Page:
The Engineering award gives you the opportunity to develop sector specific knowledge and skills in a practical learning environment.
The Engineering Industry is one of the UK’s largest sectors and is constantly developing as new technology allows greater change and advancements.
The engineering industry leaders encourage students to develop a strong STEM education and to maintain the ability to embark on a career in engineering and technology.
Why study Mathematics?
This is a core subject that you have to study as it is a basic entry requirement for many courses and forms of employment. Mathematics should encourage learners to be inspired, moved and challenged by following a broad, coherent, satisfying and worthwhile course of study. The most able students will be in a position to access A-level Mathematics at Key Stage 5 and some students might choose the further Mathematics A-level which is considered helpful for Oxbridge Mathematics and Science courses.
Key Information about the course
The three components students study, develop a broad knowledge and understanding of engineering sectors and technical skills in designing and making.
Method of assessment
Component 1: Exploring Engineering Sectors and Design Applications. (36 guided learning hours)
- Understand engineering sectors, products and organisations, and how they interrelate.
Component 2: Investigating an Engineering project (36 guided learning hours)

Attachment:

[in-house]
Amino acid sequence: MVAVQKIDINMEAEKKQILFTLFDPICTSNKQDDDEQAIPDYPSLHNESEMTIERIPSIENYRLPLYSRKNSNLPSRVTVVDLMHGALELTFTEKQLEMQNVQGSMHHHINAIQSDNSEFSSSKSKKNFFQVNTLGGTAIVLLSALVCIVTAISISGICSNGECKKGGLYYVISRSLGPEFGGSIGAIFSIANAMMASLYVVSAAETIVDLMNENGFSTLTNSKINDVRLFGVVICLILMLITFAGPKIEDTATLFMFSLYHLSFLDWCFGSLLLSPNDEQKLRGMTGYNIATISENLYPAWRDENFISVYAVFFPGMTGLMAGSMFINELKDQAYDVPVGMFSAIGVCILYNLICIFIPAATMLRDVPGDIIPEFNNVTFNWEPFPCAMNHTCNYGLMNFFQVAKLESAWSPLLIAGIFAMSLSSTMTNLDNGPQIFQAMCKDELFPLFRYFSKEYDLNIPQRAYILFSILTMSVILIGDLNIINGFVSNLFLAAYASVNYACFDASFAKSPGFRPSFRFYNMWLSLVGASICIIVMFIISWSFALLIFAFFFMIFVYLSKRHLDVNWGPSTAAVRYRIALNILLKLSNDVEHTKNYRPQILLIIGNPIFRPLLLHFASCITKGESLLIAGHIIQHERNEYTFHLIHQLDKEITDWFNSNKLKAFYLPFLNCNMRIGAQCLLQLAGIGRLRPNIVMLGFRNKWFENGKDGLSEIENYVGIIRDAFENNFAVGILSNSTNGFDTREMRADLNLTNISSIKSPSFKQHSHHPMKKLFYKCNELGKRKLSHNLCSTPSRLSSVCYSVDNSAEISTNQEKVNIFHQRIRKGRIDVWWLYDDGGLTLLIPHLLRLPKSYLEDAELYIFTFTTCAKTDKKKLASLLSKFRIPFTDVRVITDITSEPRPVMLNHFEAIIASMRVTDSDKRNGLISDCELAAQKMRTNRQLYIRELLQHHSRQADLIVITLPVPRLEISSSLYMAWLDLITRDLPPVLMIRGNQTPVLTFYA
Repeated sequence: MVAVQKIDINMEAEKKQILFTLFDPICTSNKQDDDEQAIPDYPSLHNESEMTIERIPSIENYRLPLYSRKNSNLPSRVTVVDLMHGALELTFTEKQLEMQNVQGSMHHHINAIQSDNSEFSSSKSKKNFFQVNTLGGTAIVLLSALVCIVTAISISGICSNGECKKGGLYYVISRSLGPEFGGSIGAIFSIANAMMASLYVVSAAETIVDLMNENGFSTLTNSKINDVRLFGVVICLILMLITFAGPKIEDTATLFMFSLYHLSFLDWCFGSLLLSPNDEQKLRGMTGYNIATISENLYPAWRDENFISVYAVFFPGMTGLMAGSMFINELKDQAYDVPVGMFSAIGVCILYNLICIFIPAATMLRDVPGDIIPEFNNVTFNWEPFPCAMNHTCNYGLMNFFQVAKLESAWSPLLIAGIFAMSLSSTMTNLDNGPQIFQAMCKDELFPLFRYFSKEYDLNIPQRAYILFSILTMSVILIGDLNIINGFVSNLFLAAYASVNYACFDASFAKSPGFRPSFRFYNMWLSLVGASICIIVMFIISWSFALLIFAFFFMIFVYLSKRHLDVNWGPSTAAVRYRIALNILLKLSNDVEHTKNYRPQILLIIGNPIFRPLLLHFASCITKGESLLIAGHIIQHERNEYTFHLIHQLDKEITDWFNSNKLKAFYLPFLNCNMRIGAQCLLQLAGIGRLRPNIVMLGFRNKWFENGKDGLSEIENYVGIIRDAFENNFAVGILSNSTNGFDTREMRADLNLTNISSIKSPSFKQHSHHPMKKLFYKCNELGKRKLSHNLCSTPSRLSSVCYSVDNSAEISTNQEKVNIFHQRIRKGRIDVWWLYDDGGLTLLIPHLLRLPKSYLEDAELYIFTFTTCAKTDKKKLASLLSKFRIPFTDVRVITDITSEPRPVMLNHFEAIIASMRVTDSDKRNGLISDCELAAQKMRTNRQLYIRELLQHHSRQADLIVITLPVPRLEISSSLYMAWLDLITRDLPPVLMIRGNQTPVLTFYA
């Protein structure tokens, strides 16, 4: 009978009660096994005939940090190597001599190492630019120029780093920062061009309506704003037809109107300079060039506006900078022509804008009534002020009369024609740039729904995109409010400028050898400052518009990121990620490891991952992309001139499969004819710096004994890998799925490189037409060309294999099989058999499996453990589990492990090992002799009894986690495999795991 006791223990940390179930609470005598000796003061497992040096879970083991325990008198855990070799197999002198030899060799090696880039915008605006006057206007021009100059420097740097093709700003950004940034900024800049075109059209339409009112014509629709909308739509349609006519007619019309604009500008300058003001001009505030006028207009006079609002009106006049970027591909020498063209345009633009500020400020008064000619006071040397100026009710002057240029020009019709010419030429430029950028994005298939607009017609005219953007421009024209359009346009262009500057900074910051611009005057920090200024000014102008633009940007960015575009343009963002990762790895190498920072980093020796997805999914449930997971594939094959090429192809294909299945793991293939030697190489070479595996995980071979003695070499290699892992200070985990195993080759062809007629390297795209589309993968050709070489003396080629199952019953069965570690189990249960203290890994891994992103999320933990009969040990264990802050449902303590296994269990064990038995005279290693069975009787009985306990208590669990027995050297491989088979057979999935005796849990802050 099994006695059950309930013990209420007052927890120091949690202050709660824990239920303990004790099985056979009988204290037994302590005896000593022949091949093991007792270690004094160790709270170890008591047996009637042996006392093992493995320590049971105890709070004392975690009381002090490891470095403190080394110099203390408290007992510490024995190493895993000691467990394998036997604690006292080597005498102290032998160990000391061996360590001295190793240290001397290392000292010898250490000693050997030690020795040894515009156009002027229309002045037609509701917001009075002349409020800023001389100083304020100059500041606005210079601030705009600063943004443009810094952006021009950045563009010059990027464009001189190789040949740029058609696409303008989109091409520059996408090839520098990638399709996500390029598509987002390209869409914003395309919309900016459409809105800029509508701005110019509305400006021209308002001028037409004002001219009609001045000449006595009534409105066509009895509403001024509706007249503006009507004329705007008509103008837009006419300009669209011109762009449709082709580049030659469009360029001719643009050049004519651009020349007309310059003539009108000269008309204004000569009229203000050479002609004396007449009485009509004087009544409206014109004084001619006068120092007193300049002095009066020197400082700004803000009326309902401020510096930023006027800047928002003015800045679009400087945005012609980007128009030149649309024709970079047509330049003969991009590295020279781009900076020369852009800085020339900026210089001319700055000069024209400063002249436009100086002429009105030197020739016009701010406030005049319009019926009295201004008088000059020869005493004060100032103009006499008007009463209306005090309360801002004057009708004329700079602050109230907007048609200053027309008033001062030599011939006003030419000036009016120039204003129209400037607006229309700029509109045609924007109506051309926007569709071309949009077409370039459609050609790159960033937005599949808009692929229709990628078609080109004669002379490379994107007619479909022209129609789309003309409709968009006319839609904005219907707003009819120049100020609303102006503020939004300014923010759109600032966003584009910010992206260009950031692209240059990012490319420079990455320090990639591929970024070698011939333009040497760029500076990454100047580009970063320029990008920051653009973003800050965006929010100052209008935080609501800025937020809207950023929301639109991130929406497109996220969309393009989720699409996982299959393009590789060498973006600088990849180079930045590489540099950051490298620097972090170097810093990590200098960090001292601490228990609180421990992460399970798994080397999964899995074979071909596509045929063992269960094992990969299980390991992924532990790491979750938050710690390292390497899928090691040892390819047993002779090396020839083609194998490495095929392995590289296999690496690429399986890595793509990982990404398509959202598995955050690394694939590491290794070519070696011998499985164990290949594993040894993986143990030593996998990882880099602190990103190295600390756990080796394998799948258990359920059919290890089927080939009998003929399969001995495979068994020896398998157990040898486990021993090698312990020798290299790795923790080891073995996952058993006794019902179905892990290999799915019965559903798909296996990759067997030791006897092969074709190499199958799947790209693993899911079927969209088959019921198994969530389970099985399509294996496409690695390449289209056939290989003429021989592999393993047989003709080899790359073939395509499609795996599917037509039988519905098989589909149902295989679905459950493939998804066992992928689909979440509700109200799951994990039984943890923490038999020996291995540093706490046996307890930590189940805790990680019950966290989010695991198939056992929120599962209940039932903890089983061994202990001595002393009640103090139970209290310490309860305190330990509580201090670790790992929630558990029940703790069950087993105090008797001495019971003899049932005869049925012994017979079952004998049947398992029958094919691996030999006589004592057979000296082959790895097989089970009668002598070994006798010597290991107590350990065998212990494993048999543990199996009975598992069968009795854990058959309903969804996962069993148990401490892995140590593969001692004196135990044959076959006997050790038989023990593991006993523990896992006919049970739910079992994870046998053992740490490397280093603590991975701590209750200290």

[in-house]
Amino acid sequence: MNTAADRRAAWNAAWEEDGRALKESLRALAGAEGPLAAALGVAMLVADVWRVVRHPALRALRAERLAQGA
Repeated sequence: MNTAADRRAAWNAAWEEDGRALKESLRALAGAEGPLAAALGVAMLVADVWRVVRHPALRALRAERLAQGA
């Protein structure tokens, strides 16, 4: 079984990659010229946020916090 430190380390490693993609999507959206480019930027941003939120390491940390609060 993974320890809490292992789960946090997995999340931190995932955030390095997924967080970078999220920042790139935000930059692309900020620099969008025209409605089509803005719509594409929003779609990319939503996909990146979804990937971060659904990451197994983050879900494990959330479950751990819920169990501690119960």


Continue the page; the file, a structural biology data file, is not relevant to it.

- Understand materials, components and processes for a given engineered product.
- Investigate a given engineered product using disassembly techniques.
- Plan the manufacture of and safely reproduce/inspect/test a given engineered component.
Component 3: Responding to an Engineering brief (48 guided learning hours)
- Understand how to respond to an engineering brief
- Select skills and techniques in response to an engineering brief
- Apply skills and techniques in response to an engineering brief
- Evaluate and review the outcomes of the application of skills and techniques in response to an engineering brief
Key areas and skills
The main focus is on four areas of equal importance, which cover the development of key engineering practical and technical skills, such as research, observation, measurement, making, using computer-aided design (CAD) and disassembly; knowledge of key engineering sectors (mechanical, electrical/electronic and engineering design) and the interrelation of each in industry; knowledge of the stages involved in planning and implementing an engineering project; and knowledge and skills involved in the investigation of solutions to engineering problems in response to a given brief.
Possible career pathway
Chemical engineer, mechanical engineer, electrical engineer, civil engineer, software engineer, environmental engineer, design technology teacher and many more.